Given the extreme weather phenomena happening due to climate change, the “great climate migration” is inevitable. The border between the United States and Mexico will destabilize with the tremendous influx of refugees. Within the next 25-50 years, the number of Latin American refugees traveling to the United States could increase from the hundreds of thousands to millions. Most of these asylum seekers are sustenance farmers who are stripped of the opportunity to cultivate crops due to sudden storms and droughts. In Guatemala, for example, there may be a 60% decrease in rainfall and a 83% decrease in water replenishing the streams that keep the soil moist for cultivation.
Demonstrating extreme ecological, political, and cultural tensions are the twin border cities of Brownsville, Texas and Matamoros, Mexico, currently transepts for immigrants, climate refugees, and asylum seekers. These twin cities are separated by the Rio Grande River, currently a rigid political-ecological divider. Thousands of people hoping to cross the border wait in ill-planned, densely packed migrant camps with scant resources, while thousands more are dispelled back. In 2020, roughly 81-87% of applications from U.S. asylum seekers, who are predominantly from Guatemala, El Salvador, Honduras, and Mexico, were denied entry. Meanwhile, rising sea-levels from the Gulf of Mexico in the east and major droughts directly threaten the coastal prairie ecosystem and vital cropland of the region. As a practical and ethical necessity, both countries must cooperatively respond and avoid a humanitarian crisis. The border must be understood as a fluid ecosystem, rather than a rigid political axis dividing North and South America.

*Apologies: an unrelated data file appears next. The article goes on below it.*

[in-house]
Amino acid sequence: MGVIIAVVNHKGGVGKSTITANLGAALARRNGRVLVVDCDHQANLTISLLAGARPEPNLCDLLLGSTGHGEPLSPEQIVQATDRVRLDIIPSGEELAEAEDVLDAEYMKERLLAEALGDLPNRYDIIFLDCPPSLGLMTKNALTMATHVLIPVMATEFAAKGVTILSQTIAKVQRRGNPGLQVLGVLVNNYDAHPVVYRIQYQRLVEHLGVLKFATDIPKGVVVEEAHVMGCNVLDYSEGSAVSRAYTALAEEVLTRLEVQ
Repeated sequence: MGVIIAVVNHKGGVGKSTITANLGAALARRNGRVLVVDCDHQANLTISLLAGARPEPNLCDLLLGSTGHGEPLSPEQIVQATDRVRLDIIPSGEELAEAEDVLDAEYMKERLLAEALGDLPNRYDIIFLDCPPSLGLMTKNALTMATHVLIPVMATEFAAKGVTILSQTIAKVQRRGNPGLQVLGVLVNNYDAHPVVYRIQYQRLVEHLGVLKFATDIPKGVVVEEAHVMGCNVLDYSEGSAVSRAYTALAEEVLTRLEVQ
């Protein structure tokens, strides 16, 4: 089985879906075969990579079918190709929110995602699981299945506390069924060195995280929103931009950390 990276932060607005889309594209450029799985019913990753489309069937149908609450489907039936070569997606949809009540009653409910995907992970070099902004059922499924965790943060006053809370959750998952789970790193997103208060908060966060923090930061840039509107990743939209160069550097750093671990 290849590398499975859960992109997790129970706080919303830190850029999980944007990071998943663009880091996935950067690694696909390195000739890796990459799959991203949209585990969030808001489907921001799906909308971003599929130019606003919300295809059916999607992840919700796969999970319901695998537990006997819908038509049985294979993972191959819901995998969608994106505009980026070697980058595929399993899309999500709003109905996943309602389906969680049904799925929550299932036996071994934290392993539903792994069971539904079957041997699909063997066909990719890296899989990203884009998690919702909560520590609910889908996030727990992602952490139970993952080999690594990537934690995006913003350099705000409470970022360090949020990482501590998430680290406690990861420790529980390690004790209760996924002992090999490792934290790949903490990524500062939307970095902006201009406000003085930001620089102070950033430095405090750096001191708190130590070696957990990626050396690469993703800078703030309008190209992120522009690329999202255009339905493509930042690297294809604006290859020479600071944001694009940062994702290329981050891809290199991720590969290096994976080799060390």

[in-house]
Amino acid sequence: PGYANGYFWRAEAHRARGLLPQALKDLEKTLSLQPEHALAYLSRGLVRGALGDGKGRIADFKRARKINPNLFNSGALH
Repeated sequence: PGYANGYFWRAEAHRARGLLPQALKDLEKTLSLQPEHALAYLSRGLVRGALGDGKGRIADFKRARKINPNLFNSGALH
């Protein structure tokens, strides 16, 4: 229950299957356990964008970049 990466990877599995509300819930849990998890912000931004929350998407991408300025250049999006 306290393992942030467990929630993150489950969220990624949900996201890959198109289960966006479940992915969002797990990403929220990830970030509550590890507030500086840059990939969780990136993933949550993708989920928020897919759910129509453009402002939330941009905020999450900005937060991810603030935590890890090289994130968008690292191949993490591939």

The dire sitaution at the border requires a radical re-imagining. The Green Border Act proposes a “Special Ecological Zone” (SEZ) at the border designated for the housing of climate refugees and the rehabilitation of farmland. Housing is intermixed with farm plots that are granted to incoming refugees to allow them to settle the area and to apply their expertise as farmers. The fields are irrigated through desalination plants on the American side of the border that draw and treat saltwater from the port of Brownsville. After treatment, freshwater is distributed through a series of pipes and water towers. The plants are powered by arrays of solar energy on the Mexican side of the border, which dictate the logistical capacity of the desalination infrastructure. As part of the Green Border Act:
“Energy supply to the desalination plants in the jurisdiction of the United States is commensurate to the flow of asylum seekers into the project’s housing and work program. This rate will follow at a 1 TW per 1,000 refugee rate for the first 10 years of the Special Ecological Zone. Additional energy will be provided upon the number of residents subject to the naturalization process into the United States.”
Therefore, as more immigrants are allowed into the SEZ, the greater amount of energy is provided to the desalination infrastructure. This in turn increases the productivity and capacity of the cropland in the zone, as well as the number of refugees who can reside within the project. The SEZ expands according to the rate of cooperation between the US and Mexico, playing off the needs of both countries amidst a climate crisis. Splitting the necessary infrastructure to maintain and expand the SEZ between the US and Mexico incentivizes the US to alter its attitude to climate immigration by outsourcing the power grid required to maintain the irrigation efforts in Brownsville. Additionally, Mexico is provided with hitherto unrealized political and infrastructural agency along the border.
A new economy of reciprocity is established to blur the rigid lines between countries and to create new communities that bring the Americas closer together. The Green Border Act seeks to write a Pan-American identity whose borders act as living ecosystems that will stitch us together in the face of global climate change.